For every paranoid, grievance-collecting loner who has spent an isolated youth lost on the Internet or in video games and who is capable of mass murder, there are thousands who could never pick up a gun. Perhaps it is the sense of connectedness born of the capacity to mentalize and empathize with others that distinguishes those who might shoot from those who could not.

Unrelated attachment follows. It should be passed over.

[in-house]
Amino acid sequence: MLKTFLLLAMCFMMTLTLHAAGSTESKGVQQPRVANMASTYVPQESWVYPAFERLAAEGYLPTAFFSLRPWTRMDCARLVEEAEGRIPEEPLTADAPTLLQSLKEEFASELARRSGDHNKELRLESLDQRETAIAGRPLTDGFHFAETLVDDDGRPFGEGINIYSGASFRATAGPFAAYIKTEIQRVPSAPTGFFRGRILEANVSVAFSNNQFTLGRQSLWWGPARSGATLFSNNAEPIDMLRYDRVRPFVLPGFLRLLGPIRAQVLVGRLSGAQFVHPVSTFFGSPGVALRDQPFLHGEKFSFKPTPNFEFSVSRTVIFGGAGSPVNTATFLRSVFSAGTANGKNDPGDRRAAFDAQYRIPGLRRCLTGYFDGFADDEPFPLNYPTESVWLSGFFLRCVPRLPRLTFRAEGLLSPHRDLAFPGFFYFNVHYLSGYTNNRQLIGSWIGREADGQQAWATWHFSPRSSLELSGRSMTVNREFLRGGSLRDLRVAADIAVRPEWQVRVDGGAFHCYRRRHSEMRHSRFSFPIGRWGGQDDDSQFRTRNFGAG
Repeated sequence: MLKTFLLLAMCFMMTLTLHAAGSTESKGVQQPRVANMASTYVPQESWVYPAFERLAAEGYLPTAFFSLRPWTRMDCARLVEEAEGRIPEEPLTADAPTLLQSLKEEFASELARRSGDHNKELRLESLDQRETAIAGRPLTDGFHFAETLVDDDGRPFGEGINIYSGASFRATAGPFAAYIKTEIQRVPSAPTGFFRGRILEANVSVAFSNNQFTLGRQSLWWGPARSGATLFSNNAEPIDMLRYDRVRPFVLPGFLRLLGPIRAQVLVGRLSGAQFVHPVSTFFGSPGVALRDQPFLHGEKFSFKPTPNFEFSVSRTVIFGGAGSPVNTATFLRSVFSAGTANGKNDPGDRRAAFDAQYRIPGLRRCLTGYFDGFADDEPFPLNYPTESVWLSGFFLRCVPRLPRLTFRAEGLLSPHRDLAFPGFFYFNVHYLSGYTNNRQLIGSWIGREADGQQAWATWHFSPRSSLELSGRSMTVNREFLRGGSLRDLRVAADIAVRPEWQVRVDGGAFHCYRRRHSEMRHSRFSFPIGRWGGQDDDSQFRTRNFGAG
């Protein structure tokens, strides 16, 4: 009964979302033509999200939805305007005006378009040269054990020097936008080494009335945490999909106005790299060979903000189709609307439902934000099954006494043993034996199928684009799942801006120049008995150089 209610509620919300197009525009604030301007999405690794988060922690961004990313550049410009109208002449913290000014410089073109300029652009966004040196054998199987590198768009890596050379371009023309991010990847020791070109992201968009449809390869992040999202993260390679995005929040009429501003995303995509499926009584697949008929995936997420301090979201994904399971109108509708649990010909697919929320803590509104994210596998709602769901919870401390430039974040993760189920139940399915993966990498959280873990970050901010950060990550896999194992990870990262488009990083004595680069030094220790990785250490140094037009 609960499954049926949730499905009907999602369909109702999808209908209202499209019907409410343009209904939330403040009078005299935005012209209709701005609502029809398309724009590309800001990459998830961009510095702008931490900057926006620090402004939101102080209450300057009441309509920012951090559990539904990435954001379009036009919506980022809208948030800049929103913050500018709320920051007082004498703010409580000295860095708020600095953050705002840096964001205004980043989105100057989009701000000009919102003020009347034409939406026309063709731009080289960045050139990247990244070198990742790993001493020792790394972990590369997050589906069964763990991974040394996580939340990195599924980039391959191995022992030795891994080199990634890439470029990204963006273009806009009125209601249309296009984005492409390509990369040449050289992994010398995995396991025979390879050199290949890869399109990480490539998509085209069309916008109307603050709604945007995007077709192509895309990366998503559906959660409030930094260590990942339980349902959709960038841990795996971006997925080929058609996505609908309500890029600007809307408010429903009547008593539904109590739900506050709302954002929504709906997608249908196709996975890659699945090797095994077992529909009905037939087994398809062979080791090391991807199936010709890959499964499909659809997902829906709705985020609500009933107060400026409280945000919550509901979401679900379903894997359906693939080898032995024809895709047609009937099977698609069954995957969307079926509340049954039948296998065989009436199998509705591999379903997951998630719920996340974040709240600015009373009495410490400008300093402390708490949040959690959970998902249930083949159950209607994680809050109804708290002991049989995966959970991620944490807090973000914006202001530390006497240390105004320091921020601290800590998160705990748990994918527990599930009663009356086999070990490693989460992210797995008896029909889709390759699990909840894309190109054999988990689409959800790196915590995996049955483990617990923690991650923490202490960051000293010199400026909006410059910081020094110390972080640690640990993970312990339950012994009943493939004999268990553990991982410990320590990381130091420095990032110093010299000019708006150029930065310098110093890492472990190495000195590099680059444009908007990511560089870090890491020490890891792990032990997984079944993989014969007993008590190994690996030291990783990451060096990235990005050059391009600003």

Schwartz wisely phrases the idea with scientific caution. I would be still more cautious about embracing the idea. Then again, I'm something of a cynic. It's easy to infer from one person killing another that the killer has no regard for the victim's life, that he sees the victim as just an object unworthy of consideration. But Schwartz's hypothesis, as summarized in his op-ed, doesn't take into account the possibility that a failure to mentalize could have consequences short of killing. I'm willing to believe that many people display a failure to mentalize in their everyday economic dealings with others. There are many possible transactions and relationships in which people can fail to mentalize others, if by that we mean treating the others as objects whose humanity or subjectivity need not be respected, without killing them. Schwartz may err in thinking of the failure to mentalize solely as a factor in killing rather than as a factor in exploitation or other abusive relationships. Once we recognize that failure to mentalize could have a range of results short of killing, we fall back to the main question. Given the multitude of sociopaths or people otherwise handicapped or disinhibited from treating people as objects, why do some kill while others don't? My current hunch is that amoklaufers, in particular, aren't distinguished so much by some lack or handicap, as Schwartz suggests, as by some "positive" or "active" element like a sense of entitlement. It seems less likely to me that the amoklaufer sees others as less real than himself than that he sees himself as special, privileged, entitled to transgress conventional moral boundaries. History gives us many examples of people who deemed themselves above the law, from the antinomian extremists of the Reformation era who, believing themselves the predestined elect of an omniscient God, could do anything yet remain saved, to the Leninists of modern time who felt that historical necessity rendered "bourgeois morality" irrelevant to those guided by history's inexorable laws. On a more personal level, we may not need such pretentious theological or ideological constructs to justify our feeling of entitlement to kill. In short, the mental problem -- apart from the ridiculous availability of firearms and other death-dealing weapons -- may not be that some of us fail to see the rest as selves but that some have too inflated or exalted a sense of self compared to the rest. If so, the real solution may be to get the potential amoklaufer, not to mention many other nonlethal egomaniacs and sociopaths, to get over themselves -- whatever that may mean to you. But in our defiantly individualistic American culture, whether left or right, what will that take?